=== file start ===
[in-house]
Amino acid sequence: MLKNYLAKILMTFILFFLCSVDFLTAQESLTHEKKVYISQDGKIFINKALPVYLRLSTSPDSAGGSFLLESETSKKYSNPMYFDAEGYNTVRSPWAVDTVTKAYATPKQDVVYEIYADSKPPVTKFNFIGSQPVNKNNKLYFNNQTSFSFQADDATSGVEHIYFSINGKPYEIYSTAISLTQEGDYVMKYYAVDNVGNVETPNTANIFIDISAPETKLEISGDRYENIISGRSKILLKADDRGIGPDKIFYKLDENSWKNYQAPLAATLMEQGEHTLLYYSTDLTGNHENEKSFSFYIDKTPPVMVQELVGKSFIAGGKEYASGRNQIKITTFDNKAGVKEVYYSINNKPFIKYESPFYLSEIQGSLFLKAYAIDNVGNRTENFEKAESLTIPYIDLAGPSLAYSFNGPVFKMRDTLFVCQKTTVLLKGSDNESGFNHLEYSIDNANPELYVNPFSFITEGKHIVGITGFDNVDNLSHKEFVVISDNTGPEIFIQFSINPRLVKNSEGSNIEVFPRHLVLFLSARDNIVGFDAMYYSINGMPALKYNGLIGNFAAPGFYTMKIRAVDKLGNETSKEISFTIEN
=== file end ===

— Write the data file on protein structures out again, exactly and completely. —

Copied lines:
[in-house]
Amino acid sequence: MLKNYLAKILMTFILFFLCSVDFLTAQESLTHEKKVYISQDGKIFINKALPVYLRLSTSPDSAGGSFLLESETSKKYSNPMYFDAEGYNTVRSPWAVDTVTKAYATPKQDVVYEIYADSKPPVTKFNFIGSQPVNKNNKLYFNNQTSFSFQADDATSGVEHIYFSINGKPYEIYSTAISLTQEGDYVMKYYAVDNVGNVETPNTANIFIDISAPETKLEISGDRYENIISGRSKILLKADDRGIGPDKIFYKLDENSWKNYQAPLAATLMEQGEHTLLYYSTDLTGNHENEKSFSFYIDKTPPVMVQELVGKSFIAGGKEYASGRNQIKITTFDNKAGVKEVYYSINNKPFIKYESPFYLSEIQGSLFLKAYAIDNVGNRTENFEKAESLTIPYIDLAGPSLAYSFNGPVFKMRDTLFVCQKTTVLLKGSDNESGFNHLEYSIDNANPELYVNPFSFITEGKHIVGITGFDNVDNLSHKEFVVISDNTGPEIFIQFSINPRLVKNSEGSNIEVFPRHLVLFLSARDNIVGFDAMYYSINGMPALKYNGLIGNFAAPGFYTMKIRAVDKLGNETSKEISFTIEN